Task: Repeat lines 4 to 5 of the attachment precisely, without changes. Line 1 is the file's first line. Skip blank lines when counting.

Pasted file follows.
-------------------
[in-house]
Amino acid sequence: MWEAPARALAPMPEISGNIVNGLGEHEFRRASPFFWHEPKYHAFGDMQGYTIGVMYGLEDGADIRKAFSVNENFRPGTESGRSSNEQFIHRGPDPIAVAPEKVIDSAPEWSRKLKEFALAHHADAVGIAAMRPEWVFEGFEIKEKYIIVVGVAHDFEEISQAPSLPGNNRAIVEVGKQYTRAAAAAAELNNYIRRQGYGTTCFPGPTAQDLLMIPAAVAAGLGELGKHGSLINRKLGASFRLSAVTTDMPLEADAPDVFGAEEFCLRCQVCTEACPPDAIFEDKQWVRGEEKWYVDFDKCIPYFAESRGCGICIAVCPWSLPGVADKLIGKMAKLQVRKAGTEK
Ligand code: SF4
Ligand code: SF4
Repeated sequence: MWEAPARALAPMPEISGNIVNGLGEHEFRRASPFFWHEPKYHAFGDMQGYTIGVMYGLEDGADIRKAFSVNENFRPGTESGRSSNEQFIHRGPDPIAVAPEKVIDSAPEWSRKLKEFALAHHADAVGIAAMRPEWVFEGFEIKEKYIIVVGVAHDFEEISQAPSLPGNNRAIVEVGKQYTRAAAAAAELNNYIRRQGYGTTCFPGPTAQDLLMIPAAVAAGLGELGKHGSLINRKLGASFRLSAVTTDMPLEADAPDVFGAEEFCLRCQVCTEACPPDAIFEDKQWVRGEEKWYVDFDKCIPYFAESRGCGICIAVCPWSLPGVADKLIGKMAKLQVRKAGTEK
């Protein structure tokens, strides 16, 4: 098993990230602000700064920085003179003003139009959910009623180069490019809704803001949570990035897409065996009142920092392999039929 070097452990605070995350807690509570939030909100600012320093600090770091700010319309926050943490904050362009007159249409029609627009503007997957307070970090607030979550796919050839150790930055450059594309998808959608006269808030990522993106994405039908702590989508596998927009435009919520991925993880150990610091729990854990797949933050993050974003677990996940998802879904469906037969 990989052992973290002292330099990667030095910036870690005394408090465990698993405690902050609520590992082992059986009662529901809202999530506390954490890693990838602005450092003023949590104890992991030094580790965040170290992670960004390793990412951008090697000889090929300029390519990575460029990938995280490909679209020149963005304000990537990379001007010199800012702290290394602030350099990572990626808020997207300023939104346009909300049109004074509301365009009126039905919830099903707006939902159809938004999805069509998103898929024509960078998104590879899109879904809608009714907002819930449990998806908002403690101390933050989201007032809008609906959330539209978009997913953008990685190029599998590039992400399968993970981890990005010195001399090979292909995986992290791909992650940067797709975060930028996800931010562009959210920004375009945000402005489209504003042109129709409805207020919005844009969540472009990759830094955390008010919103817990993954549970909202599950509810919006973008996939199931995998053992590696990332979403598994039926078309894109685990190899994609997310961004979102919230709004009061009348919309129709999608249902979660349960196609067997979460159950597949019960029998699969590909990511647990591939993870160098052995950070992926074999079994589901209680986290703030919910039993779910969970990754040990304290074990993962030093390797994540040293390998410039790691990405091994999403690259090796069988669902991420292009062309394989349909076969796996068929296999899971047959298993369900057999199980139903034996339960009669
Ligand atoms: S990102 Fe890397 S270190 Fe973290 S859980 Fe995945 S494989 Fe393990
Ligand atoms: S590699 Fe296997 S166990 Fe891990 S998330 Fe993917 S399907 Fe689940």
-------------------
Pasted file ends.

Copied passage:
Ligand code: SF4
Repeated sequence: MWEAPARALAPMPEISGNIVNGLGEHEFRRASPFFWHEPKYHAFGDMQGYTIGVMYGLEDGADIRKAFSVNENFRPGTESGRSSNEQFIHRGPDPIAVAPEKVIDSAPEWSRKLKEFALAHHADAVGIAAMRPEWVFEGFEIKEKYIIVVGVAHDFEEISQAPSLPGNNRAIVEVGKQYTRAAAAAAELNNYIRRQGYGTTCFPGPTAQDLLMIPAAVAAGLGELGKHGSLINRKLGASFRLSAVTTDMPLEADAPDVFGAEEFCLRCQVCTEACPPDAIFEDKQWVRGEEKWYVDFDKCIPYFAESRGCGICIAVCPWSLPGVADKLIGKMAKLQVRKAGTEK